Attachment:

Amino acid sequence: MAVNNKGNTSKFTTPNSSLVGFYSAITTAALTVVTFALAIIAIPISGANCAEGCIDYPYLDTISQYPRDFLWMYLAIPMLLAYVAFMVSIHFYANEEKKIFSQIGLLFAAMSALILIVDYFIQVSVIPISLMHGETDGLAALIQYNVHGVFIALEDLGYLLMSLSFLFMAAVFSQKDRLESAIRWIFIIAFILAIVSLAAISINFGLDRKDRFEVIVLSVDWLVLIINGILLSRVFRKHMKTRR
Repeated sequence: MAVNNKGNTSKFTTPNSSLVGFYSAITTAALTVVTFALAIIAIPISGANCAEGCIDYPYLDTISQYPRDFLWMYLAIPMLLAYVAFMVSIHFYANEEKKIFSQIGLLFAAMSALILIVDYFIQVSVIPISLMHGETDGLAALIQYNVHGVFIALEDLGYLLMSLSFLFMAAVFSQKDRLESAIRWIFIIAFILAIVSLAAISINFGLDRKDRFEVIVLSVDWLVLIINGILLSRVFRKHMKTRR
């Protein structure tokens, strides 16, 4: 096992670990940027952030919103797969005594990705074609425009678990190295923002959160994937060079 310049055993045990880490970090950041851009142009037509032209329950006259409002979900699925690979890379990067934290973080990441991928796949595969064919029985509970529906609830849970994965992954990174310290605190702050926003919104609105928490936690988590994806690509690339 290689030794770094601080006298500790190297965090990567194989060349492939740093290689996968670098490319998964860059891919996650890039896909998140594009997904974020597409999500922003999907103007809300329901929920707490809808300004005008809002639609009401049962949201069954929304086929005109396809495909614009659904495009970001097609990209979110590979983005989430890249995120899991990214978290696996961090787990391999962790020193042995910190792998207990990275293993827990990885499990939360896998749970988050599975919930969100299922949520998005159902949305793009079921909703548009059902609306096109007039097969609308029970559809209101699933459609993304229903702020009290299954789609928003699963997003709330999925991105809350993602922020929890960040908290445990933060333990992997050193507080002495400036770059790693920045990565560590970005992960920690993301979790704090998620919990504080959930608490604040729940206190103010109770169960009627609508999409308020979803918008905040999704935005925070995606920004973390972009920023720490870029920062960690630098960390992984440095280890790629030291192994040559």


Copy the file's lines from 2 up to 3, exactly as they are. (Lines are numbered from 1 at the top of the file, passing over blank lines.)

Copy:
Repeated sequence: MAVNNKGNTSKFTTPNSSLVGFYSAITTAALTVVTFALAIIAIPISGANCAEGCIDYPYLDTISQYPRDFLWMYLAIPMLLAYVAFMVSIHFYANEEKKIFSQIGLLFAAMSALILIVDYFIQVSVIPISLMHGETDGLAALIQYNVHGVFIALEDLGYLLMSLSFLFMAAVFSQKDRLESAIRWIFIIAFILAIVSLAAISINFGLDRKDRFEVIVLSVDWLVLIINGILLSRVFRKHMKTRR
């Protein structure tokens, strides 16, 4: 096992670990940027952030919103797969005594990705074609425009678990190295923002959160994937060079 310049055993045990880490970090950041851009142009037509032209329950006259409002979900699925690979890379990067934290973080990441991928796949595969064919029985509970529906609830849970994965992954990174310290605190702050926003919104609105928490936690988590994806690509690339 290689030794770094601080006298500790190297965090990567194989060349492939740093290689996968670098490319998964860059891919996650890039896909998140594009997904974020597409999500922003999907103007809300329901929920707490809808300004005008809002639609009401049962949201069954929304086929005109396809495909614009659904495009970001097609990209979110590979983005989430890249995120899991990214978290696996961090787990391999962790020193042995910190792998207990990275293993827990990885499990939360896998749970988050599975919930969100299922949520998005159902949305793009079921909703548009059902609306096109007039097969609308029970559809209101699933459609993304229903702020009290299954789609928003699963997003709330999925991105809350993602922020929890960040908290445990933060333990992997050193507080002495400036770059790693920045990565560590970005992960920690993301979790704090998620919990504080959930608490604040729940206190103010109770169960009627609508999409308020979803918008905040999704935005925070995606920004973390972009920023720490870029920062960690630098960390992984440095280890790629030291192994040559």